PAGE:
Monday, June 30, 2014

Timothy's photos June 28th


Photos from the week 6/28/2014

Posted: 29 Jun 2014 12:41 PM PDT


I have new baby bunnies! There are only 5, but they all seem to be doing well.

This week we also had a baby cow born at CEFA. It is not quite at the same cuteness level as the bunnies, but at a few days� old its attempts to hop and play are pretty funny. 

Since there is no daycare here, often small kids follow their parents to work. Here is a little boy helping his dad move some beans around.


We have 5 huge drying racks for beans and peanuts on the farm. The beans spend a few days up there before being taken down to make room for more. The dry ones are shelled and put into sacks.


I was able to get half a sack of Moringa leaves from our moringa plot this week. The very nutritious leaves went to the nutrition center to help feed the malnourished kids.


One of Roy�s bat flowers has been blooming the last few days. Quite the unusual looking flower.

Thursday, June 19, 2014

Timothy's photos June 17th


17 Jun 2014 12:18 PM PDT

We have many hectares of beans at Somongue and this week they started to be harvested. The seed will be dried and distributed to local farmers.


This week we also harvested another field of higher yielding manioc. Each sack holds many cuttings that will also be distributed to villagers. 


This viper was eating a toad alongside Danforths� porch.


One week ago I was getting about 1 jack fruit a day from my tree. Last week it continued and one day I picked four. This week I got 9 on one day! Here are just 7 of them. All nine of them together weighed over 100 Lbs. The total for this week is 17


One of the nine was a really small one . A fun size jack fruit. 



I have been having fun taming and training this African gray parrot. This week I wrapped him in a towel to trim his wing fathers so he could not try to fly away. Unfortunately a few nights ago my house and yard where invaded by driver ants, and I did not make it in time to save him.
I have lost many hives to driver ants, and this morning they attacked the rabbits and Danforths� house.

Monday, June 9, 2014

Timothy's photos June 8th


Photos from the week 6/8/2014

Posted: 09 Jun 2014 12:37 AM PDT

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Narcisse is a young man from another part of the country where they raise bees in grass hives. It is only a one-time thing as the hive and the bees are destroyed when the honey is harvested. I asked him to make me a few hives, so that I can try to incorporate this kind of technology into my project. Try to find out how to transfer the bees to a real hive rather then kill them.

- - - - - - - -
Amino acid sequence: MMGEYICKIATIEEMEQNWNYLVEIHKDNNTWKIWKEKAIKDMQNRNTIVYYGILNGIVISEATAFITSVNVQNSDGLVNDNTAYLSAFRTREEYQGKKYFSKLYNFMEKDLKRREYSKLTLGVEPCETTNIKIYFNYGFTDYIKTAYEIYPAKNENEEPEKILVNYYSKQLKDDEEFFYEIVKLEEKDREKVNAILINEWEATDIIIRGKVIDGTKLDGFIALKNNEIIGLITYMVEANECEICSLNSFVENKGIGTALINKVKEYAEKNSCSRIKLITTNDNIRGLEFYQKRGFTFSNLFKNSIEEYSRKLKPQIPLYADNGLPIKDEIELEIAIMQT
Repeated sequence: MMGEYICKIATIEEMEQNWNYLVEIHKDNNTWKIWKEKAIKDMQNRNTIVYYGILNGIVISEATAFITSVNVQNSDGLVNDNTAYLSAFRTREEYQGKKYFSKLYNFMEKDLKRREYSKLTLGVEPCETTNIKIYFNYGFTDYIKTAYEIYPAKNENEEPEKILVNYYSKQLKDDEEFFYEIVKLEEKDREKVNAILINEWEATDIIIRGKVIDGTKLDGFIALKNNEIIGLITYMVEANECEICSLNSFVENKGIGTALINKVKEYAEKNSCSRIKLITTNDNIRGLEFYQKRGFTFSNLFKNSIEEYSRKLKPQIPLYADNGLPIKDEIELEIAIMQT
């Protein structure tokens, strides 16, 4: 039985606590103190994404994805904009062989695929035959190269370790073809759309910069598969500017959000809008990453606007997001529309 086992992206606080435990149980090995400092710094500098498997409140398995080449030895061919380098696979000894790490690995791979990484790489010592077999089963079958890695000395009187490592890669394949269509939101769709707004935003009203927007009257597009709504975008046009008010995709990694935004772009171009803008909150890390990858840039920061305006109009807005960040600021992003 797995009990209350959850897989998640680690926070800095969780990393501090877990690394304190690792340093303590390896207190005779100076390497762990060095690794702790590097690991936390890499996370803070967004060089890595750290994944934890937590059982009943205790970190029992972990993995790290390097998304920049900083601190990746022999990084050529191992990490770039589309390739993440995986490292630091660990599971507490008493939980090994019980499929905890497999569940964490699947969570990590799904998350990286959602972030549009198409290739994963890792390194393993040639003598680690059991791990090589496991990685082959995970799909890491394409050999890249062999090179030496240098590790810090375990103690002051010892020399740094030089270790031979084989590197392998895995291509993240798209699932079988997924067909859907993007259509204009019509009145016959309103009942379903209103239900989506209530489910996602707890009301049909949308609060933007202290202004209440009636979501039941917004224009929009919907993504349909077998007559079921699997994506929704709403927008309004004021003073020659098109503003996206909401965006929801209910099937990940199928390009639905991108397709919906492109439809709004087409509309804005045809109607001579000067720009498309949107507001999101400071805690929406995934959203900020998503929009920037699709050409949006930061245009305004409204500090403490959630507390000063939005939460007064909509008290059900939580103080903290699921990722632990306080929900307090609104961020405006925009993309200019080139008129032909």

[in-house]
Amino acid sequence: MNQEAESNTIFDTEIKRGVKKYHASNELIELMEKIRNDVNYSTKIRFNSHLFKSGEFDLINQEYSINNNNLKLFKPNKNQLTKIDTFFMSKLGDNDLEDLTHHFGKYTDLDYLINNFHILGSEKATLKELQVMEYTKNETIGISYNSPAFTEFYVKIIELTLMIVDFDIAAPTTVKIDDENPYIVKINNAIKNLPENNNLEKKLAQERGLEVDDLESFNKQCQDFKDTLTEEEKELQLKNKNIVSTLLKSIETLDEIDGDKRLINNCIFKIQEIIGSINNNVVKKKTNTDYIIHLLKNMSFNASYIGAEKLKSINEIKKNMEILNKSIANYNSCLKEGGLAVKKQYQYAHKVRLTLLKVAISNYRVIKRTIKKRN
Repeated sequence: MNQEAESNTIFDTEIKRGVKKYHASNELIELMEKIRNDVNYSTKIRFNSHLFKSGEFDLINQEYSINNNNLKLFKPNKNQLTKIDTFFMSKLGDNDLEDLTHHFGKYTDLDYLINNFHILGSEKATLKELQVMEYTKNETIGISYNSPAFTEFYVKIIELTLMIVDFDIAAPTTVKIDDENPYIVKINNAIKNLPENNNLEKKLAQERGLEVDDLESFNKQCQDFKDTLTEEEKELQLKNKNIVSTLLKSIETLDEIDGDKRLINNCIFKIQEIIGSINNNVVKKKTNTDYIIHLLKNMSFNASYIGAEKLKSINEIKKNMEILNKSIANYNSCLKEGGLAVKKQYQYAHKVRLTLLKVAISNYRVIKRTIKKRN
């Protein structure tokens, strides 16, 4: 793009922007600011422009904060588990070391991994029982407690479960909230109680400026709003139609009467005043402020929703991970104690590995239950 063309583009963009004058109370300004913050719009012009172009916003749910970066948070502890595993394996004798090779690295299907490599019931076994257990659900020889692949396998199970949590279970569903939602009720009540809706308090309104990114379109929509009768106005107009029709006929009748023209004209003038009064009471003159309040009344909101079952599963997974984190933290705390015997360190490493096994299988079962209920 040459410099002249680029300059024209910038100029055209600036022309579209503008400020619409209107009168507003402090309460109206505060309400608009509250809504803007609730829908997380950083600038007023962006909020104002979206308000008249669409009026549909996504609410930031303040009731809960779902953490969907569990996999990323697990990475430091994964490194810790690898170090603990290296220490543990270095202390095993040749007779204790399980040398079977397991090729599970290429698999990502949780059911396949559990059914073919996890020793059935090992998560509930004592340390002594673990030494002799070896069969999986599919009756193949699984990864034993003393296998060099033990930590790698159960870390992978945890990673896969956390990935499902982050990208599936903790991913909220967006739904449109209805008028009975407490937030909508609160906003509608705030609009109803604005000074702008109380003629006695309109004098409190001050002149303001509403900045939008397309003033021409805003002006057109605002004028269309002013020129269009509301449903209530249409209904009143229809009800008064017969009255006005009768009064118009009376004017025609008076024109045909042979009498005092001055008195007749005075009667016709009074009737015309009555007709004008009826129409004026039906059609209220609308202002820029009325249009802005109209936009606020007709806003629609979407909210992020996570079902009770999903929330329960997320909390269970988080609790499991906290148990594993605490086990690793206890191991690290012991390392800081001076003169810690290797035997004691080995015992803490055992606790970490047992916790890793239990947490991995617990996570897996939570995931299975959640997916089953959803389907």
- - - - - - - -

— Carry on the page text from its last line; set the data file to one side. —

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Saturday five of our local and national government heads came out for a tour of the farm. A few of them are new since the change of government, and seem to be really good guys.


One of the men working at the farm discovered a bunch of edible caterpillars in a bush.



Roy has been collecting different kinds of hibiscus and planting them out at Somongue. This week this beautiful orange with a red center bloomed for the first time.

Tuesday, June 3, 2014

Timothy's photos from June 1st


Photos from the week 6/1/2014 fruit edition

Posted: 02 Jun 2014 10:05 AM PDT
Here are a few of the fruits that came in to season this week around Gamboula and Somongue.


It seems the guavas here have multiple bumper crops a year! They are in season again now. No complaints there.
          


Bunchosia is also called peanut butter and jelly fruit, because it kind of tastes just like that. These small trees look like Christmas trees this time of year, loaded with green, orange, and red ornaments. 

Marang has a somewhat sweet but burnt rubbery smell when it is ripe. You can smell it a fair distance from the tree, so this is your clue to go searching for it. The outside of the fruit is hard and bristly, kind of like a sea urchin, while the inside is like a small jack fruit, but sweeter.


Canastel, or egg fruit, taste like boiled sweat potato. They go bad very shortly after they fall from the tree, so you have to snatch them up quickly. 


This pretty looking fruit is a water apple. It is not as good as it looks, and is like eating slightly sweet styrofoam.


Rose apples are small yellow fruit that smell like perfume. I think eating them is like eating perfume too.


The jack fruit tree outside my house is loaded with fruit. This week I had 8 ripen! These also have a distinctive smell to them which alerts you that one is ripe. When you smell it, you climb up the tree in search of it.


Loquats don't really do great here, but this year there are a few.

And I can't leave out the ever present banana.


Thursday, May 29, 2014

Timothy's photos 5/25



Photos from the week 5/25/2014

Posted: 25 May 2014 01:37 PM PDT
There are now many organizations distributing seed to farmers who have lost everything in the east of the country. No one is doing this in the west of the country except CEFA.

Here is one of our fields that is planted in cola nuts. The ground cover is perennial peanut. It has smothered out all the weeds, and fixes nitrogen for the trees.  None of the original trees where cut out of the field, so there is a mix of wild trees in there too. Looks kind of like a park.